The Latest News Headlines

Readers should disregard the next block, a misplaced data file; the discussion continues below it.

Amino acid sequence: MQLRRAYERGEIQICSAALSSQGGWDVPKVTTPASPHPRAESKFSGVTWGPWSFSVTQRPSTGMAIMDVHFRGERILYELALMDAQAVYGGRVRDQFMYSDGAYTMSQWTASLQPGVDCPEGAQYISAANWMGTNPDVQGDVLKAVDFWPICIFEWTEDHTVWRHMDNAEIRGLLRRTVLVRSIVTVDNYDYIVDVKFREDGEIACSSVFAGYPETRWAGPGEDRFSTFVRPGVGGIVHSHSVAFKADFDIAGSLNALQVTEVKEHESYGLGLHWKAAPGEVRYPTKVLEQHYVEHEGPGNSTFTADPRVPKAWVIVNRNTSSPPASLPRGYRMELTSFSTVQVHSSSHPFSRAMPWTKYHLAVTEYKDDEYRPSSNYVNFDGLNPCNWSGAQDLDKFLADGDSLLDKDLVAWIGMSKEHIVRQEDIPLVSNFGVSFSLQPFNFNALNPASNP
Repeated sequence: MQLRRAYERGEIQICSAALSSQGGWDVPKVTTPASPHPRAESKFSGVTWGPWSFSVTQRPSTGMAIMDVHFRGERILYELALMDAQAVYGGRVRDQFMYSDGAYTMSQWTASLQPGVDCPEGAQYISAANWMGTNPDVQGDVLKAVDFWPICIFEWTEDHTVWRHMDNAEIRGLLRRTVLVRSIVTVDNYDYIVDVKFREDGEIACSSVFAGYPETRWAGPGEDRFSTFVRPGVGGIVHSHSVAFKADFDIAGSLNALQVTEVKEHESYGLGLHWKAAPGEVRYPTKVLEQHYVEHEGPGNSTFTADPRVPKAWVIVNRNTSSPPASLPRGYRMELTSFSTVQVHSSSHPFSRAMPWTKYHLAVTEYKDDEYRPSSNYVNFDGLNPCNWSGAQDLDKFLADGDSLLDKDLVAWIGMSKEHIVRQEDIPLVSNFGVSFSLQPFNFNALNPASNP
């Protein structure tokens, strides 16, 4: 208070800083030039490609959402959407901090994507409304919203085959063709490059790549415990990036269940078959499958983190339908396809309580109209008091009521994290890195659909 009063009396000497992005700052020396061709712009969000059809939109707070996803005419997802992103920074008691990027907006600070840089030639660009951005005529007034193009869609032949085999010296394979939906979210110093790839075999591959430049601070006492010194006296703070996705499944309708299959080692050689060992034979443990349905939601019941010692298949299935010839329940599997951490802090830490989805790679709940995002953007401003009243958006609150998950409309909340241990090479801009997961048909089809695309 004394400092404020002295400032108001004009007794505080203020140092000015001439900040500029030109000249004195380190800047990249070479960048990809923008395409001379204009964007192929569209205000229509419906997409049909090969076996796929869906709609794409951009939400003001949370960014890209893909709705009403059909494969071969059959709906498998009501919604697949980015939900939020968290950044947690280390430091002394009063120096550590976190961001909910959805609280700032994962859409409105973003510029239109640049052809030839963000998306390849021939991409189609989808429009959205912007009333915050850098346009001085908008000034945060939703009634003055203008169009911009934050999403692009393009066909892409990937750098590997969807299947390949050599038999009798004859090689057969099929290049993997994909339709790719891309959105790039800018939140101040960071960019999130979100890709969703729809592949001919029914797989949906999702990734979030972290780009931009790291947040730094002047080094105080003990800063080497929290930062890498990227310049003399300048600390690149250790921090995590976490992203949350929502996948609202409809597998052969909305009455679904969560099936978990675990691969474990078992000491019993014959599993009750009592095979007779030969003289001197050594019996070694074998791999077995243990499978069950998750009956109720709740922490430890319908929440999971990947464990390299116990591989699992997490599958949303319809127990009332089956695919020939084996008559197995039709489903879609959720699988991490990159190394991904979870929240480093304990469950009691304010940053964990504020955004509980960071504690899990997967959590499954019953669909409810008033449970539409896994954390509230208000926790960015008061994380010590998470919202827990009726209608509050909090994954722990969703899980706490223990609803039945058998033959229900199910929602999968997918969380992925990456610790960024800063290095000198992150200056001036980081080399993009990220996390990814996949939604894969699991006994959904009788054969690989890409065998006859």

• If you are one of the average Americans who eat 23 pounds of ice cream a year, then Sunday will be a good day for you. It’s National Ice Cream Day, and restaurants across the country are offering deals on cones, cups and shakes. >> Read more trending news  If any food deserves its own day, ice cream would be it. The creamy treat is an $11 billion industry that generates $1.6 billion in wages, according to the International Dairy Foods Association's economic report. According to ice cream makers and retailers, Illinois, Indiana, Michigan, Ohio and Wisconsin are the country’s most successful ice cream markets.  Below are some deals you can snag on ice cream treats this weekend. Note: Not every restaurant in a chain may be honoring the deals, so be sure to check with local ice cream shops to confirm which deals are available before you go. Baskin-Robbins: On Sunday, guests can purchase two prepacked quarts of any ice cream for just $7.99. On Wednesday, July 31, fans can “Celebrate 31” with $1.70 scoops. The deal is valid on 4-ounce single scoops only. Waffle cones and toppings are extra. The deal cannot be combined with other offers and is valid at participating U.S. stores. Carvel: Buy one cup or cone of soft ice cream and get a free cup or cone free all day Sunday. Cold Stone Creamery: Cold Stone Creamery has a buy one, get one free offer when you sign up by Thursday for the Cold Stone rewards program on the company's website.  Dairy Queen: Dairy Queen has a buy one Cupfection treat for 99 cents, get one free offer through Sunday at participating locations. Limit one per customer. Dippin' Dots: Participating Dippin’ Dots locations will be giving away a free mini cup of Dippin’ Dots during a two-hour window on Sunday. Customers should check their local store for the hours. GODIVA Boutiques: Godiva Boutiques will offer 50% off soft serve and parfaits at participating locations.  Johnny Rockets: Get a free milkshake when you purchase an entree on National Ice Cream Day. McDonald’s: At participating locations, McDonald’s is offering a summer deal in which you can get a vanilla cone for $1. Monkey Joe's: On Sunday, kids can get a free ice cream cup with a paid admission while supplies last. This offer cannot be combined with any other offers.  PetSmart: PetsHotel at participating PetSmart locations is offering a free doggie ice cream topped with dog biscuit treats on Saturday and Sunday from 9 a.m. to 5 p.m. each day. Potbelly Sandwich Shop: Get a large hand-dipped milkshake free on Sunday when you purchase an entree. Mention National Ice Cream Day at the register to claim the deal. Your Pie: Get a free scoop of Italian gelato with any purchase Sunday. Yogurtland: Buy one ice cream, get one free when you visit Yogurtland on Sunday from 1 p.m. to 6 p.m.